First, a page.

• Cartel (Score:4, Insightful)

    by Wowsers ( 1151731 ) on Wednesday July 15, 2009 @10:34AM (#28703393) Journal

    How about governments tackle the more important crime of the film and music industries running a cartel? It is things like region encoding which allows the media companies to run protected cartels in the various ways they've carved up the plant and where people can buy DVD's etc. from - this screws over consumers. Or is that the media companies give very generous amounts of campaign money to the politicians in different countries, and the politicians actually don't care and turn a blind eye about consumers?

  • Re:Gentlemen! (Score:3, Insightful)

    by Nefarious Wheel ( 628136 ) on Wednesday July 15, 2009 @05:59PM (#28708995) Journal

    I seriously don't get that. Why do people think it's okay to download stuff without paying for it?

    The thing is, that's only a tiny part of the real issue, and only acts to camouflage the real threat.

    The real threat is that the government will lose its initial sense of trepidation over filtering content it doesn't like and start applying it wherever it finds an advantage to do so. It only takes a little bit of time for a bureaucrat to become comfortable with previously unpalatable acts.

    Laws like the Three Strikes rules can be used to enforce an autocracy. If you can keep any particular group of people from communicating, you've nullified their impact on society. It starts with good reasons, good intentions, then progresses from there to "is it convenient".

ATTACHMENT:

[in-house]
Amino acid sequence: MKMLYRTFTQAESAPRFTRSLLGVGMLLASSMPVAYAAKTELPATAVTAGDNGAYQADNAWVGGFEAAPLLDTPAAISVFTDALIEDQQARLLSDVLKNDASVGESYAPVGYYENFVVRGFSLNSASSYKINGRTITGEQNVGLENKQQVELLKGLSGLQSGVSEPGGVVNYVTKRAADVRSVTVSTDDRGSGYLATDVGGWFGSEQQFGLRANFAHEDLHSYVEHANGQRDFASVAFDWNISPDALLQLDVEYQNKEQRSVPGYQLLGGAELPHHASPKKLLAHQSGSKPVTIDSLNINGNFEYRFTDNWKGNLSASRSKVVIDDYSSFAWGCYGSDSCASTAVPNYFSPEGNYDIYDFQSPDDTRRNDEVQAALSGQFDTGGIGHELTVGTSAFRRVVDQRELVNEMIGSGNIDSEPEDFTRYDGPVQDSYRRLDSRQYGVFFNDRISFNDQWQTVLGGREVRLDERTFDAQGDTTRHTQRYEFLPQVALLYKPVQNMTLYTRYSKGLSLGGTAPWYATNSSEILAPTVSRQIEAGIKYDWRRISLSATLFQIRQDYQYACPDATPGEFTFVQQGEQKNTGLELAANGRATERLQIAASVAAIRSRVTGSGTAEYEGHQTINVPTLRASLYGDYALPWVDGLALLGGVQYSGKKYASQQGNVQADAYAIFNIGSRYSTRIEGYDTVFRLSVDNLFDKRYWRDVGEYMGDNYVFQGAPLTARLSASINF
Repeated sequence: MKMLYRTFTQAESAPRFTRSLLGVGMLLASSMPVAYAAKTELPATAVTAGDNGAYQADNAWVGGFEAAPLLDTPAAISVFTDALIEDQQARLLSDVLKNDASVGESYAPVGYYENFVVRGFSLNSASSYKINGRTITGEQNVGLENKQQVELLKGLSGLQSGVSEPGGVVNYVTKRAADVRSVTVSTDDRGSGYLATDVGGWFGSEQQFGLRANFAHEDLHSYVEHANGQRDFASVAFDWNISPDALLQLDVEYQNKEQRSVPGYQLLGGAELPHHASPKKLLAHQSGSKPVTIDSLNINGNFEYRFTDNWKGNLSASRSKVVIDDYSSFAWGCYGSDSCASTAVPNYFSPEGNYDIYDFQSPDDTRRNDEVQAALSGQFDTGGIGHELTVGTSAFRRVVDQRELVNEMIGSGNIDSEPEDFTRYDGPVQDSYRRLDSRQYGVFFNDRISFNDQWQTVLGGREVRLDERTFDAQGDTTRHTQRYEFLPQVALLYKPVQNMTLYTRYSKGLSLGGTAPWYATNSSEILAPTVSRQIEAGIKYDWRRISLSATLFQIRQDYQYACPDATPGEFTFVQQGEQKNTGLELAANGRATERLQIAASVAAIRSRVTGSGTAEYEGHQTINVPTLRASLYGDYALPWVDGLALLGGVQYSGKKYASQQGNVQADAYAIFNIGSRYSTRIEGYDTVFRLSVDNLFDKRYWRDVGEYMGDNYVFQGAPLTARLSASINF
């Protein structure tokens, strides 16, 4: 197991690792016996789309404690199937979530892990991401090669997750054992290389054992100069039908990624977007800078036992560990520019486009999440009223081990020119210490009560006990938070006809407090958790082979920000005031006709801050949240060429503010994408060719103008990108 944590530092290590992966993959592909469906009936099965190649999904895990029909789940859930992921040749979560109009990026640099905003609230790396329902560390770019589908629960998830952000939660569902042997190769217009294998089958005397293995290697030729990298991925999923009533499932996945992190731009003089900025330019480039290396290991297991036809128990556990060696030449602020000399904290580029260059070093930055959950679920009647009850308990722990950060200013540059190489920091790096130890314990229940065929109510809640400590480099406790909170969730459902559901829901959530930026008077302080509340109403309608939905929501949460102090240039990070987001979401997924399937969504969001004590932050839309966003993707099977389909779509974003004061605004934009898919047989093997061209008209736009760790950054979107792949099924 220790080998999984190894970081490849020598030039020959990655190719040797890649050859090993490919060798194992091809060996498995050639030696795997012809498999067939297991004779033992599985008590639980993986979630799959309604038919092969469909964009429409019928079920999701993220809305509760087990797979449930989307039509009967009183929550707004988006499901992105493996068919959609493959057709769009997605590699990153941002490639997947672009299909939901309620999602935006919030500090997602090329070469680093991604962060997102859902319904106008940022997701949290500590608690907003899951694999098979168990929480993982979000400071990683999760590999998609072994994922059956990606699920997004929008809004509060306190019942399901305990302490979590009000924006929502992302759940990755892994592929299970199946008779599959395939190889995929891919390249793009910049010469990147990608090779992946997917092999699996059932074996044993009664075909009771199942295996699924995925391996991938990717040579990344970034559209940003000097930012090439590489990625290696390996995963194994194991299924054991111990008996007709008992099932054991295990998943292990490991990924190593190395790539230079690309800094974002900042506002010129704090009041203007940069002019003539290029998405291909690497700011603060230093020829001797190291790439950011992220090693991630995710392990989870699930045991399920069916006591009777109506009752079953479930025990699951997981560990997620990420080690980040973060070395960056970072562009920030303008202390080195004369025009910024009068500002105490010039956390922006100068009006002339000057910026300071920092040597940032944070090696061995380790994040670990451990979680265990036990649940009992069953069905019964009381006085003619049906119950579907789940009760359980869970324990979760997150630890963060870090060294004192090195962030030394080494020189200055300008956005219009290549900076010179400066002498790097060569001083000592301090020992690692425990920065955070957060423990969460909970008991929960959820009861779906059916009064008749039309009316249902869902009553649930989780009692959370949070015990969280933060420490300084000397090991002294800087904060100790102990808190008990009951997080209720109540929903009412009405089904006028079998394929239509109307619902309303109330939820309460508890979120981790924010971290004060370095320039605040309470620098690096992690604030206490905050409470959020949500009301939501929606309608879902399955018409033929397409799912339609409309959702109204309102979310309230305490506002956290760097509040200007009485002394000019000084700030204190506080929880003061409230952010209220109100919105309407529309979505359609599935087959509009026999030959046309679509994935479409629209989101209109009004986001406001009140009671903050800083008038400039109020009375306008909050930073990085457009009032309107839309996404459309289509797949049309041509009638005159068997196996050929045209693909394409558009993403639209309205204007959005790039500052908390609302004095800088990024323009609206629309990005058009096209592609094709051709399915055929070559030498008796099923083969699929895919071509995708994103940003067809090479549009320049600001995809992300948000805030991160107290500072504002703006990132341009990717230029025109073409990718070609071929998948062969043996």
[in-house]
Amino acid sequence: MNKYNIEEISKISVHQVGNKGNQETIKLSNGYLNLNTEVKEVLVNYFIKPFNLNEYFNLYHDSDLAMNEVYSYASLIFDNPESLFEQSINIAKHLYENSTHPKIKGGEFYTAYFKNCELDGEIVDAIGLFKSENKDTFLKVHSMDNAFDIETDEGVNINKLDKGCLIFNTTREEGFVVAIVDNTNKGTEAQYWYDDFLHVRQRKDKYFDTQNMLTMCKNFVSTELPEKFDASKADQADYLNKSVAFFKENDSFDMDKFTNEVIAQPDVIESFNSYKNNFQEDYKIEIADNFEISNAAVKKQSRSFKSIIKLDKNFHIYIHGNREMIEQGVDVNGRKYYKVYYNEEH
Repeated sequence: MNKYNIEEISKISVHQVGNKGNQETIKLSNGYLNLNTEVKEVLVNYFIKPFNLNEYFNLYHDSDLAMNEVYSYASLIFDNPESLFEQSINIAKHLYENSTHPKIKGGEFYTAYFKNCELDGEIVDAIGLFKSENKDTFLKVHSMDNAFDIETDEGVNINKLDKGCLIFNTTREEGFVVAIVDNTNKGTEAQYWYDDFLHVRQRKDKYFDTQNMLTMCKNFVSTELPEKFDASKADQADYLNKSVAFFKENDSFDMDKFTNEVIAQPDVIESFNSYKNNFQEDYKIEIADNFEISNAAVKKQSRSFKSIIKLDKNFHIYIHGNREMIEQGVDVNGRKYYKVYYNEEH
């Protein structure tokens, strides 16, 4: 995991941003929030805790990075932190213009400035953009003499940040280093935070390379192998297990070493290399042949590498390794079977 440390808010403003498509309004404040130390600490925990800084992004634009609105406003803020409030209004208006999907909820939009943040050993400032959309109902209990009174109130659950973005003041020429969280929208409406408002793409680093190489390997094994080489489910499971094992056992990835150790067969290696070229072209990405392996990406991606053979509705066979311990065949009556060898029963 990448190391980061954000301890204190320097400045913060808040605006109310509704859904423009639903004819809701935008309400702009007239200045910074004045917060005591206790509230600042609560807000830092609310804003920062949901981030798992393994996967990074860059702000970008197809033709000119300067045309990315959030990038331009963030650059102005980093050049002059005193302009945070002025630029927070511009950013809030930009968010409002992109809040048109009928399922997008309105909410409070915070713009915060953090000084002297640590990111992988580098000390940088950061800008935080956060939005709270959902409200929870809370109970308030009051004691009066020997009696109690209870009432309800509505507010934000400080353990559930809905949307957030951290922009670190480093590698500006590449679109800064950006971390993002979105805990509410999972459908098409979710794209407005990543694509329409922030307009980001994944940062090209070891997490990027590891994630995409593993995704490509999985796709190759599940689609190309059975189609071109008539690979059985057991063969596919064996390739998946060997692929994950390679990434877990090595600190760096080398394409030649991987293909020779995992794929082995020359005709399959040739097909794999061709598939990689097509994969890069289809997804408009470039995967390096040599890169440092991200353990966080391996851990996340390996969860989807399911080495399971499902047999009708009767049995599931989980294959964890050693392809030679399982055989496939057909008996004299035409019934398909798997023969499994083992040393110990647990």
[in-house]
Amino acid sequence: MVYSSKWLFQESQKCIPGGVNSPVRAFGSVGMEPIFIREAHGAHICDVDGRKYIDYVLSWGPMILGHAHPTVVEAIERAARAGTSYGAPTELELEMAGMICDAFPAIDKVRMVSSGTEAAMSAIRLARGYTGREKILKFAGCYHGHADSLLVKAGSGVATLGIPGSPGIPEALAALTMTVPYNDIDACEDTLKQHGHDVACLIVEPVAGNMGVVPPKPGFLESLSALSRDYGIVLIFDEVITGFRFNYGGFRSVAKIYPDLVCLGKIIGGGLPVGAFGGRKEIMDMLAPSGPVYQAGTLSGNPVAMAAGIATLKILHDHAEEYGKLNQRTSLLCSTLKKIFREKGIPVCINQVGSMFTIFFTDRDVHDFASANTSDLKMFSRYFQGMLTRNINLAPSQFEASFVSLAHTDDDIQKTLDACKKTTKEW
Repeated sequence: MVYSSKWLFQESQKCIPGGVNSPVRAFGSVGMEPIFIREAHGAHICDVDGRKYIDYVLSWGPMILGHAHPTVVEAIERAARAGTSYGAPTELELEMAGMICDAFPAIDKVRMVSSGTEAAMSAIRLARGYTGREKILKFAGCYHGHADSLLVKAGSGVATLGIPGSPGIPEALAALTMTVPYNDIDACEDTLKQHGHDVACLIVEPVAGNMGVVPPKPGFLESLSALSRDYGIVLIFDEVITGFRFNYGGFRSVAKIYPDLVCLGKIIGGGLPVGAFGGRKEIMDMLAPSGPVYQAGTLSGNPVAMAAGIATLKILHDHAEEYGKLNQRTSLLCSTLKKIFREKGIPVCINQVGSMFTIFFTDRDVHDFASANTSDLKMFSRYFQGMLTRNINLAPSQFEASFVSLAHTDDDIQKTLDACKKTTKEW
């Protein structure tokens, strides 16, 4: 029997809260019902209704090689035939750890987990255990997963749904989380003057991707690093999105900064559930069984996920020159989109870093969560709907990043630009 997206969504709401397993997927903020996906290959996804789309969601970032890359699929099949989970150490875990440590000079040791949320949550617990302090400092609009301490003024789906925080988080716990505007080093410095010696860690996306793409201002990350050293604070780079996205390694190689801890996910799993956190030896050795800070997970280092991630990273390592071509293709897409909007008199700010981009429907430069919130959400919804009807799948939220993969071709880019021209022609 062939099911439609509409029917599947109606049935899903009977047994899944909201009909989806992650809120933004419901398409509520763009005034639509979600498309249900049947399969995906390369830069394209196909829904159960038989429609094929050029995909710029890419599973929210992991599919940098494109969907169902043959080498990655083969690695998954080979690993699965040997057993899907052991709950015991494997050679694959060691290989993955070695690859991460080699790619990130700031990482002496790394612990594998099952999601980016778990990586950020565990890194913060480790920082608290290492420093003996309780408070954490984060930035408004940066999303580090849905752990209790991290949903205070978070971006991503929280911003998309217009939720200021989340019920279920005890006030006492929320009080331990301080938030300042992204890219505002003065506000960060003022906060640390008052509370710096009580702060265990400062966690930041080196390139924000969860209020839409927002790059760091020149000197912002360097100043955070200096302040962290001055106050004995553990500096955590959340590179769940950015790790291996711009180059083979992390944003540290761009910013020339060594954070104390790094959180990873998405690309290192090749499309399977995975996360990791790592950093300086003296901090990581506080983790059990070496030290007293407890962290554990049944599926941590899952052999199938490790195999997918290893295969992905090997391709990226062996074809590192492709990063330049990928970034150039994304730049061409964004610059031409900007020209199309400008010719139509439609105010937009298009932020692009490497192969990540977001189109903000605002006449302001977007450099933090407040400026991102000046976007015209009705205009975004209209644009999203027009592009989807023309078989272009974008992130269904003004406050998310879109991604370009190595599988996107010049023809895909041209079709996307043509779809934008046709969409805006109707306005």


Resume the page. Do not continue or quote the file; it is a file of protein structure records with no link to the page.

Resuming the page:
Pretty soon you're seeing calls for increased monitoring to enforce compliance, then you have statistical modelling on top of that, then profiling, then ... pretty soon you can't talk to your friends or share photos without a license. And how is this different from all previous evil governments throughout history, all of whom started with good intentions?

    Is that what we want?

  • Re:Gentlemen! (Score:3, Insightful)

    by catxk ( 1086945 ) on Thursday July 16, 2009 @05:36AM (#28714213)

    A valid point to some extent, but still no.

    This uproar among Slashdotters is not heard only when politicians trade the democratic freedoms and rights we all have come to take for granted in order to please the media lobby. It is also heard when US customs claim the right to go through all the data on your laptop when you cross the border or when voting machines are closed source. Or when the Swedish government and parliament passes a law enabling a civilian authority to scan _all_ communication passing the Swedish border (http://en.wikipedia.org/wiki/FRA_law).

    My guess is that this is due to the fact that the average Slashdotter was here when it started. Or at least, as myself, have the deepest respect for what it was that got it all started. Thus, the average Slashdotter simply understand the implications to the potential of the internet and the purity of democracy of a closed source voting system, or the lack of privacy when passing through customs, or the wider implication of sacrificing privacy and freedom on the internet - just to save music.

Never buy from a rich salesman. -- Goldenstern